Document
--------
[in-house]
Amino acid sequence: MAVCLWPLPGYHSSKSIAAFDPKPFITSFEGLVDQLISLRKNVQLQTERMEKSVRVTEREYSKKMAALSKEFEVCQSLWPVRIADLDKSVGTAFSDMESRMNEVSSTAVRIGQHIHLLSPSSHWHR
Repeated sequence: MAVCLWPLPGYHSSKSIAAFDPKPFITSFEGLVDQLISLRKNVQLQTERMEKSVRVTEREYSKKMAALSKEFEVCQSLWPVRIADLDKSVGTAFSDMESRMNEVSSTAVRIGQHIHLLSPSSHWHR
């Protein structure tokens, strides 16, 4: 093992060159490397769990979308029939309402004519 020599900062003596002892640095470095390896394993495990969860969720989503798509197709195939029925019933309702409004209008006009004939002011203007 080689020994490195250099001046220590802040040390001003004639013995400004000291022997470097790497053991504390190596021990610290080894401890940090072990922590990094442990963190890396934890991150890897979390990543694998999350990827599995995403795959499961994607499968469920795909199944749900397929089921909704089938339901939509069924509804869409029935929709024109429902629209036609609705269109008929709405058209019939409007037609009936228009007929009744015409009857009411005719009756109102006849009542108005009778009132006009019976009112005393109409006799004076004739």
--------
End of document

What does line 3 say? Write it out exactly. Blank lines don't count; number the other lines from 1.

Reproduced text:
Repeated sequence: MAVCLWPLPGYHSSKSIAAFDPKPFITSFEGLVDQLISLRKNVQLQTERMEKSVRVTEREYSKKMAALSKEFEVCQSLWPVRIADLDKSVGTAFSDMESRMNEVSSTAVRIGQHIHLLSPSSHWHR